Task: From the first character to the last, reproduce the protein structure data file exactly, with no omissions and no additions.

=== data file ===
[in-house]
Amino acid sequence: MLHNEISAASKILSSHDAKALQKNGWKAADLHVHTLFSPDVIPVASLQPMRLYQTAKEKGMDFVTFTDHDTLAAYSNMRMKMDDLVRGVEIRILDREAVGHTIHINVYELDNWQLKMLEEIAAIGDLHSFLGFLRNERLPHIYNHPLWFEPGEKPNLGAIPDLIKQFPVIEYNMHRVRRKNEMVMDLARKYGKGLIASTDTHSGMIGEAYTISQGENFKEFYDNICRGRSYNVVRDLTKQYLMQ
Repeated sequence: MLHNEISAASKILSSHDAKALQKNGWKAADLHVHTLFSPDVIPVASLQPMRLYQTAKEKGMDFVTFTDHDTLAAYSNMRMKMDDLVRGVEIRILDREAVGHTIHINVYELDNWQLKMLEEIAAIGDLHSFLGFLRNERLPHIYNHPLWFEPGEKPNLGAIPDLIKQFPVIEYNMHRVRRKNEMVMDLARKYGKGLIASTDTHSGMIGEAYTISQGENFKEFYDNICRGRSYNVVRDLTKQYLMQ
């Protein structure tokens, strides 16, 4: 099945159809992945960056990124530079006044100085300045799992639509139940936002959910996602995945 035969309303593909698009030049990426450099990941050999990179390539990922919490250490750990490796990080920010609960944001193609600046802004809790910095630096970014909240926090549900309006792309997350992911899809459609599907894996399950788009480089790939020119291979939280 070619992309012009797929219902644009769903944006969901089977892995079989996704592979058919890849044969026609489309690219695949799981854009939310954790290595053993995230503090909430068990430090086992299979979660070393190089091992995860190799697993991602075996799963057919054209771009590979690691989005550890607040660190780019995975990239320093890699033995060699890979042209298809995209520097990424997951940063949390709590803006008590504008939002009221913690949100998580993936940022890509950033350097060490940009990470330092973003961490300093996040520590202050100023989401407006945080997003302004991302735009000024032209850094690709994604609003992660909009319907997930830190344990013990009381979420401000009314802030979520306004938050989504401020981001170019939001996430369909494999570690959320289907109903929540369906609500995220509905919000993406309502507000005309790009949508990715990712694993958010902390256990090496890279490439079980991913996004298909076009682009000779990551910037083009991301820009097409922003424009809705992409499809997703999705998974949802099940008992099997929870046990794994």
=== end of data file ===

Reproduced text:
[in-house]
Amino acid sequence: MLHNEISAASKILSSHDAKALQKNGWKAADLHVHTLFSPDVIPVASLQPMRLYQTAKEKGMDFVTFTDHDTLAAYSNMRMKMDDLVRGVEIRILDREAVGHTIHINVYELDNWQLKMLEEIAAIGDLHSFLGFLRNERLPHIYNHPLWFEPGEKPNLGAIPDLIKQFPVIEYNMHRVRRKNEMVMDLARKYGKGLIASTDTHSGMIGEAYTISQGENFKEFYDNICRGRSYNVVRDLTKQYLMQ
Repeated sequence: MLHNEISAASKILSSHDAKALQKNGWKAADLHVHTLFSPDVIPVASLQPMRLYQTAKEKGMDFVTFTDHDTLAAYSNMRMKMDDLVRGVEIRILDREAVGHTIHINVYELDNWQLKMLEEIAAIGDLHSFLGFLRNERLPHIYNHPLWFEPGEKPNLGAIPDLIKQFPVIEYNMHRVRRKNEMVMDLARKYGKGLIASTDTHSGMIGEAYTISQGENFKEFYDNICRGRSYNVVRDLTKQYLMQ
């Protein structure tokens, strides 16, 4: 099945159809992945960056990124530079006044100085300045799992639509139940936002959910996602995945 035969309303593909698009030049990426450099990941050999990179390539990922919490250490750990490796990080920010609960944001193609600046802004809790910095630096970014909240926090549900309006792309997350992911899809459609599907894996399950788009480089790939020119291979939280 070619992309012009797929219902644009769903944006969901089977892995079989996704592979058919890849044969026609489309690219695949799981854009939310954790290595053993995230503090909430068990430090086992299979979660070393190089091992995860190799697993991602075996799963057919054209771009590979690691989005550890607040660190780019995975990239320093890699033995060699890979042209298809995209520097990424997951940063949390709590803006008590504008939002009221913690949100998580993936940022890509950033350097060490940009990470330092973003961490300093996040520590202050100023989401407006945080997003302004991302735009000024032209850094690709994604609003992660909009319907997930830190344990013990009381979420401000009314802030979520306004938050989504401020981001170019939001996430369909494999570690959320289907109903929540369906609500995220509905919000993406309502507000005309790009949508990715990712694993958010902390256990090496890279490439079980991913996004298909076009682009000779990551910037083009991301820009097409922003424009809705992409499809997703999705998974949802099940008992099997929870046990794994």